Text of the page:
Tuesday, February 19, 2019

Wednesday Wish (157); People Watch

photo by video blocks via google images

It was mid morning in February on the outskirts of a suburban town. Fast food lines tapered out, gas stations only had a few cars, and traffic hummed along at a smooth and steady pace. Even though the rush had passed, there was still a palpable air of purpose, of intent. It was a town, after all, a well-oiled machine.

He gripped his shopping cart with chapped red fingers, his head low and tired. He dragged his feet in heavy, untied boots, one slow step at a time. He took no notice of the icicles forming on his dirty grey beard or the hitch in his wheel that bumped with a loud click every time it came around. He didn’t have the energy for it. Not a lick of anything happened for him these days beyond what was necessary. And not much was necessary.

As he passed McDonalds he didn’t even raise his head to catch the scent of hash browns mixed with hamburgers. Didn’t matter how much he loved that scent or that hardly anyone would notice if he gulped up that rare and delicious gift, he just didn’t care quite enough. The cost in energy was just too high. So he kept on trudging along as if it was the most natural thing in the world, to push a broken shopping cart on the side of the road on a freezing cold day in February.

When suddenly he saw an orange construction sign.

Would he stop in for hamburger now? Would he avoid the snarl of traffic, take it as an invitation to turn the other way? Or would he push forward, his purposeful intent as important to him as the man in the Mercedes who raced up to his own stop ahead?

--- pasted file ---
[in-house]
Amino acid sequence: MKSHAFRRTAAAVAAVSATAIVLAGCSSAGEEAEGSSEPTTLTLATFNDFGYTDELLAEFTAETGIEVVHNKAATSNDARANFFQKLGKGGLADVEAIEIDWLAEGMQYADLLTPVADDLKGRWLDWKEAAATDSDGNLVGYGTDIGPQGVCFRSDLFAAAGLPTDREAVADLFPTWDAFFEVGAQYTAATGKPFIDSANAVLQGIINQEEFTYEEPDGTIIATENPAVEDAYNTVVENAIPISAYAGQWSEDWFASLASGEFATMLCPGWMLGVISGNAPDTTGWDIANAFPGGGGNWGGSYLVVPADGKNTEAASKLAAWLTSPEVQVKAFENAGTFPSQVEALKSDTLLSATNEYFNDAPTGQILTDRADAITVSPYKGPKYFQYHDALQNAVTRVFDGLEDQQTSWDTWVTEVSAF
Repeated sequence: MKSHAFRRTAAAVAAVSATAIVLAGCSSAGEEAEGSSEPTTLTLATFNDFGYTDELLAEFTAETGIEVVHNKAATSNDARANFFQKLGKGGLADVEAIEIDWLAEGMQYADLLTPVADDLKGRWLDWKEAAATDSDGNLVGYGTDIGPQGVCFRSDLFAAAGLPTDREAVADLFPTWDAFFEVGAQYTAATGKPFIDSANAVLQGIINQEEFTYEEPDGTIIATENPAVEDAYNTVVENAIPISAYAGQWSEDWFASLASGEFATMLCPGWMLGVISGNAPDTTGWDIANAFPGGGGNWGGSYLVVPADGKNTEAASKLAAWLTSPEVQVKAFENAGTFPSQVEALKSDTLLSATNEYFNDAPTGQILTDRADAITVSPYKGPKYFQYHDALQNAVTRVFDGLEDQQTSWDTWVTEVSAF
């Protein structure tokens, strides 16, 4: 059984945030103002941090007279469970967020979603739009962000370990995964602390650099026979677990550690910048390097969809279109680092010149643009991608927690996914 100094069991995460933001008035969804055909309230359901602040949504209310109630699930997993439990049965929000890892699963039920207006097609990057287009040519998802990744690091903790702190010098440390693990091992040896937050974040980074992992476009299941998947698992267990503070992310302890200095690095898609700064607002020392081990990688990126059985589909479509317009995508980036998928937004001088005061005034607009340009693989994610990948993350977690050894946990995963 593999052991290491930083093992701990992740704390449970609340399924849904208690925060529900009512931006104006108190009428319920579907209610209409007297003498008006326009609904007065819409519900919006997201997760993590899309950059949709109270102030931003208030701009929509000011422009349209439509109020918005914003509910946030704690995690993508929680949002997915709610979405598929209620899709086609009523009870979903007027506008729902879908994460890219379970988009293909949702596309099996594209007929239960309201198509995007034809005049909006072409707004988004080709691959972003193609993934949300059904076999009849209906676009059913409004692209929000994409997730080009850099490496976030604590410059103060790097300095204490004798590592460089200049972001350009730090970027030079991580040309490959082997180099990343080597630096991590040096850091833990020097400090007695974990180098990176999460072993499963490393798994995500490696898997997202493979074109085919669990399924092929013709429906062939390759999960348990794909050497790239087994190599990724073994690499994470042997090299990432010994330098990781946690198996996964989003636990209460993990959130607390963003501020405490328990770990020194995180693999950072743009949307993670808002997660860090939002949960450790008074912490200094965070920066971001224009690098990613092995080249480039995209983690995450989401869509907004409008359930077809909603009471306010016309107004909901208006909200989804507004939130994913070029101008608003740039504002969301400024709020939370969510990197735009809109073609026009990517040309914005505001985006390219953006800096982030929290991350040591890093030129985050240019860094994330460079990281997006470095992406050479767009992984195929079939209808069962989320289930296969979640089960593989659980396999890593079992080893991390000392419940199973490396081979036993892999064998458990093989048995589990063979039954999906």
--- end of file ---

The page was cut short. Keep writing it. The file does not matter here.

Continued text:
I watched and wondered as he kept walking, one slow heavy step at a time.

And then, like a rocket kept hidden in the barn out back, he rose his foot and in one of the swiftest moves I’ve ever seen from even the most practiced of martial artists, he side-kicked that orange construction sign with a loud Bang! 

And in a millisecond, the barn door slammed shut again. He was back to himself—his cumbersome, raggedy, heavy, old Self.

I, on the other hand, was forever changed. 

Maybe because he fooled me with his unpredictable spirit. Maybe because I wrongly assumed he was as thoroughly sad as he looked. Or maybe because this man in torn, tattered clothing that hung off his body like rags had reminded me of the sheer childlike fun aching to be set free in each one of us no matter how heavy our lives seem to be. 

The finer things in life aren’t just free, his actions said to me, they’re actually inviting us outside to play, to be the wise playful children we were born to be.